A comprehensive analysis of Medicare claims data demonstrates that Medicare payments more than double when the beneficiary’s care includes at least one hospital visit. The Alliance for Home Health Quality and Innovation (the Alliance) released the fourth and final working paper in its Clinically Appropriate and Cost-‐Effective Placement (CACEP) research project examining the effects of hospital admissions and readmissions on Medicare expenditures.
Hospital readmissions play a key role in the amount Medicare spends per episode per patient. The CACEP research aims to help policy-‐makers and the health care community more fully understand how hospital admissions and readmissions across post-‐acute, pre-‐acute and non-‐post acute care episodes affect the Medicare episode payment. These results can provide guidance on the future of the Medicare home health benefit.
“This working paper offers a detailed snapshot of the role of hospital readmissions during all three episode types based on various factors,” stated Allen Dobson, Ph.D., CACEP lead researcher and President of Dobson DaVanzo & Associates, LLC. “The data will prove invaluable to lawmakers as they look to revamp the Medicare fee-‐for-‐service payment system and eliminate unnecessary spending on avoidable hospitalizations.”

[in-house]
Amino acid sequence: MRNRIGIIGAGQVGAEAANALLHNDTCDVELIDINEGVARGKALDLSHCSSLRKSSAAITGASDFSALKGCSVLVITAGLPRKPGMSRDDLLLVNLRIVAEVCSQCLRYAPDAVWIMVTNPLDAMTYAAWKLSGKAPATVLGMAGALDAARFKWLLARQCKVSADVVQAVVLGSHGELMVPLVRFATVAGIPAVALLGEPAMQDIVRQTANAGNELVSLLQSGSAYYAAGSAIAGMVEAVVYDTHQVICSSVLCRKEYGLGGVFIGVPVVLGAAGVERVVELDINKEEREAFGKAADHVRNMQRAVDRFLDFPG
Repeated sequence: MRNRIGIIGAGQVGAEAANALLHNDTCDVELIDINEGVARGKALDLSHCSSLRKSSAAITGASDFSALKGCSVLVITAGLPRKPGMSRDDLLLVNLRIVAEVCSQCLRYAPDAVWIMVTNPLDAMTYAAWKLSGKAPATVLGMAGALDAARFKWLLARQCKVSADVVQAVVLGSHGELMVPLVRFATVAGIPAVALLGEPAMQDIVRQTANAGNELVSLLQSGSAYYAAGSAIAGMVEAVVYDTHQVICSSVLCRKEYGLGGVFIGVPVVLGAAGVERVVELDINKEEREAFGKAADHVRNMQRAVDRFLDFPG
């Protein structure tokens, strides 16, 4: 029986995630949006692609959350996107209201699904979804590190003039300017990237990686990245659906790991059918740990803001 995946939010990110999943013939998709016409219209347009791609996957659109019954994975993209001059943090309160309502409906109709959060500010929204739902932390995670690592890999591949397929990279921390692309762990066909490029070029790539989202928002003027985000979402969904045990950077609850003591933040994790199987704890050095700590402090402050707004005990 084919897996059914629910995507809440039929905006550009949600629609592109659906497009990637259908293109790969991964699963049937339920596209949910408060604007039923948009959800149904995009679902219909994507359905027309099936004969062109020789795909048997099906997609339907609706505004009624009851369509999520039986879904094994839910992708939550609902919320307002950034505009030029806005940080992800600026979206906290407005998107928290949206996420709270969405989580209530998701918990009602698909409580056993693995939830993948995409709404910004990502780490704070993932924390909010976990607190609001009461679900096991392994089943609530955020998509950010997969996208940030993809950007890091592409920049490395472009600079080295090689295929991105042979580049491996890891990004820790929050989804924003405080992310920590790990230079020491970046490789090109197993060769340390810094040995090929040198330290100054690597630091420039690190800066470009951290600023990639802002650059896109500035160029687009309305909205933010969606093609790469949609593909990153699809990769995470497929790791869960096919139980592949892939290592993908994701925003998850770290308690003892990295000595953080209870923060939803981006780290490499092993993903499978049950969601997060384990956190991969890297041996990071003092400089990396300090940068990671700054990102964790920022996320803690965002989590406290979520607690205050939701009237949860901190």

In post-‐acute care episodes, patients whose episode contained at least one readmission cost Medicare twice as much -‐ roughly $33,000 compared to $15,000. When the number of chronic conditions per patient increases, so does the average number of readmissions, suggesting that a more complex patient is more likely to be readmitted. Services such as home health may be able to reduce the number of unplanned readmissions for some clinically appropriate patients by caring for them in home health and improving coordination and continuity of care.
While pre-‐acute care episodes often do not contain an admission prior to the Index stay, there are interesting trends when an episode contains an admission. With regard to chronic conditions, the severity of the primary chronic condition, rather than the number of conditions, plays a more significant role in the impact on Medicare payment for the episode. For example, an episode with a primary chronic condition of diabetes and a prior admission generates a Medicare episode payment nearly three times that of a diabetes episode without a prior admission. This suggests that better management of low-‐severity chronic conditions (as well as high-‐severity conditions), which can be provided by home health care, may limit prior admissions for pre-‐acute episodes or even prevent some hospital admissions and subsequent post-‐acute care.